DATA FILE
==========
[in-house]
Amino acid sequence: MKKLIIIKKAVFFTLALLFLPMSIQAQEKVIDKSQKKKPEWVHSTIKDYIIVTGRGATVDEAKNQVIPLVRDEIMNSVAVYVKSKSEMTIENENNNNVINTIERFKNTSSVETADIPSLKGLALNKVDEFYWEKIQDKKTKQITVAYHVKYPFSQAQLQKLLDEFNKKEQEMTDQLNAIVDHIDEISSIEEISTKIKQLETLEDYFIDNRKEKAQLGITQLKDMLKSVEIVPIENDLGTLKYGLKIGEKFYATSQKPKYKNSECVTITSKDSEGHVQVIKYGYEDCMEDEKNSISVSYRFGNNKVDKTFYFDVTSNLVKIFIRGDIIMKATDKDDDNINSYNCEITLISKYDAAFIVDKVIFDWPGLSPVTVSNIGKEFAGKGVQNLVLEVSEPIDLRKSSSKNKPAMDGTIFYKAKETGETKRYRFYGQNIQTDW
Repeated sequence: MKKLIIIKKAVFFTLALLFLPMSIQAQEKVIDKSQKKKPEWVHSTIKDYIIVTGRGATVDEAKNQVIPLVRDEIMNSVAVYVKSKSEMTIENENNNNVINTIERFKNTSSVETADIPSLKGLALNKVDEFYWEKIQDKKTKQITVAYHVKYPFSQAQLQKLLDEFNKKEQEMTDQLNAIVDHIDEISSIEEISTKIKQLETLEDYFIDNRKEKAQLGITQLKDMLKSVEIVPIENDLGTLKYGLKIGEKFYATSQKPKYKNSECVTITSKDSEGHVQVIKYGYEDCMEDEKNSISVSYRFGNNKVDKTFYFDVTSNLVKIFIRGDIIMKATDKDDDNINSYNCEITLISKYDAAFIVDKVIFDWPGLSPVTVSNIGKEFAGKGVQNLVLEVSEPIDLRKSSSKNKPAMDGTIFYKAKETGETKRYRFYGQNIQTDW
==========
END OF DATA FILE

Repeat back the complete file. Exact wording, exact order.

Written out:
[in-house]
Amino acid sequence: MKKLIIIKKAVFFTLALLFLPMSIQAQEKVIDKSQKKKPEWVHSTIKDYIIVTGRGATVDEAKNQVIPLVRDEIMNSVAVYVKSKSEMTIENENNNNVINTIERFKNTSSVETADIPSLKGLALNKVDEFYWEKIQDKKTKQITVAYHVKYPFSQAQLQKLLDEFNKKEQEMTDQLNAIVDHIDEISSIEEISTKIKQLETLEDYFIDNRKEKAQLGITQLKDMLKSVEIVPIENDLGTLKYGLKIGEKFYATSQKPKYKNSECVTITSKDSEGHVQVIKYGYEDCMEDEKNSISVSYRFGNNKVDKTFYFDVTSNLVKIFIRGDIIMKATDKDDDNINSYNCEITLISKYDAAFIVDKVIFDWPGLSPVTVSNIGKEFAGKGVQNLVLEVSEPIDLRKSSSKNKPAMDGTIFYKAKETGETKRYRFYGQNIQTDW
Repeated sequence: MKKLIIIKKAVFFTLALLFLPMSIQAQEKVIDKSQKKKPEWVHSTIKDYIIVTGRGATVDEAKNQVIPLVRDEIMNSVAVYVKSKSEMTIENENNNNVINTIERFKNTSSVETADIPSLKGLALNKVDEFYWEKIQDKKTKQITVAYHVKYPFSQAQLQKLLDEFNKKEQEMTDQLNAIVDHIDEISSIEEISTKIKQLETLEDYFIDNRKEKAQLGITQLKDMLKSVEIVPIENDLGTLKYGLKIGEKFYATSQKPKYKNSECVTITSKDSEGHVQVIKYGYEDCMEDEKNSISVSYRFGNNKVDKTFYFDVTSNLVKIFIRGDIIMKATDKDDDNINSYNCEITLISKYDAAFIVDKVIFDWPGLSPVTVSNIGKEFAGKGVQNLVLEVSEPIDLRKSSSKNKPAMDGTIFYKAKETGETKRYRFYGQNIQTDW